Deep Roots: Meditation


Faith / Thursday, April 13th, 2017

Well friend, it’s been two weeks since my last post. It seems longer though, and I have missed you!

In my last post, I announced I would be doing a series on hearing God’s voice. Over the last two weeks I have been getting familiar with a Benedictine meditation practice called the Lectio Divina. This is simply a method of slowly reading scripture in a way that allows you to savor each word and expectantly hear from God. I am excited to write about my experiences with this practice, but I want one more good week of practice before I pick everything apart (also, the first week and a half was fumbling and awkward and I’m only now beginning to feel I’m in a groove!).

So in today’s post, I want to share what I learned while I was still getting use to the meditation process.

While I was doing research on the Lectio Divina, trying to understand the processes and how to do it correctly, I noticed most sources suggested opening my time of meditation with something called a centering prayer. This is a simple, often one word, prayer that’s sole purpose is to quiet the mind and help you focus on a solitary, peaceful idea. It primes the mind to read scripture deeply.

One website I read suggested a series of words one might use during this time: shalom, peace, love, Abba, etc. As I read over this list several times, I wondered what word I might use as my centering prayer. I wanted something meaningful, personal. Almost immediately a word popped into my head: Daughter.

Perhaps ‘daughter’ may seem a strange choice, but the moment I heard it, I know that was the perfect word to begin my time with God. The truth is, I struggle connecting with God as His daughter. I may even go so far as to say I struggle with receiving God’s love as His daughter.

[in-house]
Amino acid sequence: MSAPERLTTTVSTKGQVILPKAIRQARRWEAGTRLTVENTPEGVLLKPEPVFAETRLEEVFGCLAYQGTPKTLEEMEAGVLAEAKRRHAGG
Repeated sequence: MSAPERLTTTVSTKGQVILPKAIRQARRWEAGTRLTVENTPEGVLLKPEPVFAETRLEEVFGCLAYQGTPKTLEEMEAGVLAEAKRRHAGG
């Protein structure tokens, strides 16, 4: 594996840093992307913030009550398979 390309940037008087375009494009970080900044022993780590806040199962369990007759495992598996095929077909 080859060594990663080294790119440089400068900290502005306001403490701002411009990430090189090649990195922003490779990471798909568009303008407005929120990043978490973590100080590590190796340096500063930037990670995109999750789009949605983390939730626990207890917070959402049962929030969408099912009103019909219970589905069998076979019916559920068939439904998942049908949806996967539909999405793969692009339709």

I know a lot of people who struggle to see God as a father, because they have had hurtful earthly fathers. I have a fantastic earthly father, and honestly I love the idea of God as my father, but for some reason, I can’t always see myself as His daughter.

I think it’s because I am afraid to be that vulnerable with Him. I’ve never really loved the idea of Jesus as the “Lover of my Soul”. It’s always felt a little…weird. I once had a friend ask if I have ever just sat and basked in His love for me and I felt my face cringe at the mere suggestion of it. I’m much more comfortable talking with God when there’s a desk between us. You know…a big wooden desk covered in lots of important papers and fancy pens and a plaque or two. A business desk.

I adore talking business with God. That’s mostly what we do, actually: “Lord I need vision for women’s ministry this fall, how can we meet our ladies’ needs?” or “Lord, I need a topic for this weeks’ blog post- what do you want me to share?” or “So and So needs your peace today, please reveal ways I can be a blessing to her”…and on, and on, and on. Always with the ‘action’s, never with the ‘being’s.

So, as I began to try out this new spiritual discipline, I decided to try my best to be vulnerable. To be a daughter and not a business partner. Here’s what it looked like:

The first morning I started this, I settled on the couch with a cup of coffee and said “good morning” to God. As I began my centering prayer I simply repeated the word ‘daughter’ a few times, trying to push out every other thought (like, “This feels so dumb”). The various sources I read regarding a centering prayer suggested using imagery and imagination to help focus on your word. So I allowed my mind to wander, developing pictures or movies of what it means to be God’s daughter.